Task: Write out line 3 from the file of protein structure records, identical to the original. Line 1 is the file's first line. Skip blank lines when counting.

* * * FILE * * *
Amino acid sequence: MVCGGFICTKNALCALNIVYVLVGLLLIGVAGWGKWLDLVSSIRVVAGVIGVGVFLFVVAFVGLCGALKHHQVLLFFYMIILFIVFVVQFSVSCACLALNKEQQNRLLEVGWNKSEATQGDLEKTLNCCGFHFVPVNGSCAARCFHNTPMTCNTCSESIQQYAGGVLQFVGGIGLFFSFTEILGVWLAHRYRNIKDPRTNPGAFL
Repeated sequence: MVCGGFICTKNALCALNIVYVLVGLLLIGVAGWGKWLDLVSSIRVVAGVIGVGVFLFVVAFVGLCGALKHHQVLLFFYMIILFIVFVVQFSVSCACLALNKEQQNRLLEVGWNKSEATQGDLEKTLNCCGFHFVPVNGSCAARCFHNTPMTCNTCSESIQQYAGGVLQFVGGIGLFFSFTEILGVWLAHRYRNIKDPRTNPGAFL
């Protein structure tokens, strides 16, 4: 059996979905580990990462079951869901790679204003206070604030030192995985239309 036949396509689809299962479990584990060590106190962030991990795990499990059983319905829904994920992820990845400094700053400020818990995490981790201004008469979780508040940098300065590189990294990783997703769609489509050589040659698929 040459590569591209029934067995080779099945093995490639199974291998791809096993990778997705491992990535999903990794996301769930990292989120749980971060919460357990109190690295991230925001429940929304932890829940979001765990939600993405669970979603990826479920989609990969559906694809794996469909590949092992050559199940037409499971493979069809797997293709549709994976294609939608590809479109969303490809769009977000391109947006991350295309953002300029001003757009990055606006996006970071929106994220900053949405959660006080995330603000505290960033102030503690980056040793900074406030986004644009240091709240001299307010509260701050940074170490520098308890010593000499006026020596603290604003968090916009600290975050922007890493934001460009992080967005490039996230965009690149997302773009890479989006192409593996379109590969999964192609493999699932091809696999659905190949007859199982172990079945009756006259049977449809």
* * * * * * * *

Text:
């Protein structure tokens, strides 16, 4: 059996979905580990990462079951869901790679204003206070604030030192995985239309 036949396509689809299962479990584990060590106190962030991990795990499990059983319905829904994920992820990845400094700053400020818990995490981790201004008469979780508040940098300065590189990294990783997703769609489509050589040659698929 040459590569591209029934067995080779099945093995490639199974291998791809096993990778997705491992990535999903990794996301769930990292989120749980971060919460357990109190690295991230925001429940929304932890829940979001765990939600993405669970979603990826479920989609990969559906694809794996469909590949092992050559199940037409499971493979069809797997293709549709994976294609939608590809479109969303490809769009977000391109947006991350295309953002300029001003757009990055606006996006970071929106994220900053949405959660006080995330603000505290960033102030503690980056040793900074406030986004644009240091709240001299307010509260701050940074170490520098308890010593000499006026020596603290604003968090916009600290975050922007890493934001460009992080967005490039996230965009690149997302773009890479989006192409593996379109590969999964192609493999699932091809696999659905190949007859199982172990079945009756006259049977449809």